Seven Interesting Contract Cases
Project Summary: This research and reflection project asks students to examine in detail the legal and ethical issues in seven cases of their choosing from five different chapters in the supplemental text, Contracts in the Real World, by Lawrence Cunningham. The paper is worth 15% of your total grade for the course.
Paper Length: 2000+ words.
Due Dates: May 29, 2018 at 11:59pm
This project is designed to get you thinking about your own habits as it relates to contracts and agreements, by way of in-depth analysis of seven cases from at least five different chapters of Contracts in the Real World, by Lawrence Cunningham. My ultimate goal is for you to think about and describe what motivates people to either perform or breach contracts, and how those motivations play out in your own life. In other words, this project requires you to do as much personal reflection as it does research.
As you read Contracts in the Real World, hopefully some of the cases described by the author stick out to you as being noteworthy, interesting, or even humorous. Sometimes, when we read about the legal troubles of famous people, we come away from those stories thinking, “wow, famous people sure do some dumb things.” In fact, famous people are fairly typical when it comes to legal problems: they may be amazing athletes, entertainers, or entrepreneurs, but at their legal core, they are ordinary people with ordinary (even mundane) legal issues they have to address. Like everyone else, they enter into contracts and then find themselves struggling to perform.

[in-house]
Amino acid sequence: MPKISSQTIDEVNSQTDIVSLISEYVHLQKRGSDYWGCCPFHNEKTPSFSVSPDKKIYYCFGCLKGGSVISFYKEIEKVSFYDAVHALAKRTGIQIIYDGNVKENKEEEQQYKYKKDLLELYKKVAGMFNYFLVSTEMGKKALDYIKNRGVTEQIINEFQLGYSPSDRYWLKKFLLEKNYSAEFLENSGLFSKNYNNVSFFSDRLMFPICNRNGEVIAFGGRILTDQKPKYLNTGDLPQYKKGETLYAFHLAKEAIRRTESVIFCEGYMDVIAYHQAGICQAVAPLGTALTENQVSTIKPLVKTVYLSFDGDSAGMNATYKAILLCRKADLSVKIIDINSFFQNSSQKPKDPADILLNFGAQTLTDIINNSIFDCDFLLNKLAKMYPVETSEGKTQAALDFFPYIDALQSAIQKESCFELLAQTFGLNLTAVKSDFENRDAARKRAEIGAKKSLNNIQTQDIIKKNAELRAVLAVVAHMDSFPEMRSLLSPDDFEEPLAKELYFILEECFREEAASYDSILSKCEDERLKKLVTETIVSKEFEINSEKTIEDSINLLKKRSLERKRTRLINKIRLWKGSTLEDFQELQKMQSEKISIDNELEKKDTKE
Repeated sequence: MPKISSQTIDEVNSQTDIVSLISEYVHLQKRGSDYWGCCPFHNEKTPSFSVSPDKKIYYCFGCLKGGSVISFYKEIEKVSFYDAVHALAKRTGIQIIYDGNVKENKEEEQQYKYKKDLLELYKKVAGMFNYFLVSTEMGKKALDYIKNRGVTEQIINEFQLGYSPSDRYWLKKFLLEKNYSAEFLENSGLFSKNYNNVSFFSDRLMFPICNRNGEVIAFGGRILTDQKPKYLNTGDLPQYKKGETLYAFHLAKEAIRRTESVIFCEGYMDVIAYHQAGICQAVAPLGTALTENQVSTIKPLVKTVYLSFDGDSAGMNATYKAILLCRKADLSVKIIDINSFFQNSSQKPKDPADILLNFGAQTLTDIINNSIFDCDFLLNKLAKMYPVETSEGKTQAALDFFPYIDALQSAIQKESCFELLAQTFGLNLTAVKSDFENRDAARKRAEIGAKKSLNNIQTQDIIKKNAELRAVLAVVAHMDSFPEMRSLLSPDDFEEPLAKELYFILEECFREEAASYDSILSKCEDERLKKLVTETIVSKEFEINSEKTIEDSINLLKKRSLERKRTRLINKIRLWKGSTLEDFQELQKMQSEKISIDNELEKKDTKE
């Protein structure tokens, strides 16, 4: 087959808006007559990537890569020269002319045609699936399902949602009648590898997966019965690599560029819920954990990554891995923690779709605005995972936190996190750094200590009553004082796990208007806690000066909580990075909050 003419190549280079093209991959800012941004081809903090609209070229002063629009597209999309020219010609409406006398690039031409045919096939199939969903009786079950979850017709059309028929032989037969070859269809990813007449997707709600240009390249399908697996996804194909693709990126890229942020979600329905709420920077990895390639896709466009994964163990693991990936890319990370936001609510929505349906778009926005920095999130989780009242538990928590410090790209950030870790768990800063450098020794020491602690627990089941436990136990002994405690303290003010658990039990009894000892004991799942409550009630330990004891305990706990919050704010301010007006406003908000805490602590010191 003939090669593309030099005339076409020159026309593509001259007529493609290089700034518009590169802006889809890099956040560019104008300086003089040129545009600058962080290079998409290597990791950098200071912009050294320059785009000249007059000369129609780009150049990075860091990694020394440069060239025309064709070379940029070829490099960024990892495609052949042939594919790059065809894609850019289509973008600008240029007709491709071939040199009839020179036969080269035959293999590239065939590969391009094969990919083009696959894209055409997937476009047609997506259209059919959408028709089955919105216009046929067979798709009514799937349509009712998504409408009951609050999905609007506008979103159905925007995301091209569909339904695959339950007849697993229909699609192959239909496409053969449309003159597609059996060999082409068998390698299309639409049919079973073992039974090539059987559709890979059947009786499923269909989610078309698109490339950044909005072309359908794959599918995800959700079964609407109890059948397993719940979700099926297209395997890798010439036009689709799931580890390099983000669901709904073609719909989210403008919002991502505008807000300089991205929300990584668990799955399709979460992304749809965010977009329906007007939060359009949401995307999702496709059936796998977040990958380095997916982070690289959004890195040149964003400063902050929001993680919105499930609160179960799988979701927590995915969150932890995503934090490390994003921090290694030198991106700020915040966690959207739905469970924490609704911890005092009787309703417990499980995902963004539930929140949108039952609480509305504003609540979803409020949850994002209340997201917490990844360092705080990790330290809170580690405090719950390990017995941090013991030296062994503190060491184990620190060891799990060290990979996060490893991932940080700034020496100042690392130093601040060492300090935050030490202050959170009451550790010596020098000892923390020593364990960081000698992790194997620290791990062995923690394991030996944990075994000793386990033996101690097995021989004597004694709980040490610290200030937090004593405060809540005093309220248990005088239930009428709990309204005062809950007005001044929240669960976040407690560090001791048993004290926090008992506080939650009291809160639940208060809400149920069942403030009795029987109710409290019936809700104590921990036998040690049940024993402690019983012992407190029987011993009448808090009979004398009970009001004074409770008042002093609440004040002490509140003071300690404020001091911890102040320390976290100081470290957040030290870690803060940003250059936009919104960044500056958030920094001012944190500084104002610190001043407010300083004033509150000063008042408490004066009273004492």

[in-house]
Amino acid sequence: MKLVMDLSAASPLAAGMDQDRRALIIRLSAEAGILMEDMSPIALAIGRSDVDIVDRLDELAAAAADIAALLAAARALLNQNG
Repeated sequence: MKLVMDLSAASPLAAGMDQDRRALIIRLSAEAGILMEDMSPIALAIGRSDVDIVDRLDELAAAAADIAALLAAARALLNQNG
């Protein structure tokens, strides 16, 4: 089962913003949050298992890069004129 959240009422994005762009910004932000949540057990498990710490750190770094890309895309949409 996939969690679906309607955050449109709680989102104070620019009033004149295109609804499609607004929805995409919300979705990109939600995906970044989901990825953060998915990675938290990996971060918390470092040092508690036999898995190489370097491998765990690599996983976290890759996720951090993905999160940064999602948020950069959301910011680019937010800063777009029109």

For this project, I want you to pick seven cases described in the book from five different chapters. For each case, perform additional outside research on the case. This additional outside research should include basic internet research that might reveal the following: media stories about the case, judicial opinions, the pleadings (in some instances), scholarly commentary about a few cases, etc. There is no required amount of outside research, but I expect you to do enough additional research that you demonstrate you have a sufficiently well-developed understanding of the cases that is greater than what is presented in the Cunningham book.
Once you have performed the outside research for your seven chosen cases, answer the following questions for each case:
1. What legal and ethical issues do you see exhibited in the parties’ behavior? Did the parties act legally? Did they act ethically?
2. Based on your outside research, how well has Cunningham summarized the cases for inclusion in his book? Did he leave out important details? If so, how would those details change the analysis in his book?
3. What sort of daily habits often give rise to the behaviors described in the cases you have chosen to analyze? (In other words, much of our contract behavior arises from habituation, not conscious volitional decision making.)
4. What sort of motivations cause people to act the way the parties in these cases acted?
5. How, if at all, would you have behaved differently than the parties in each case?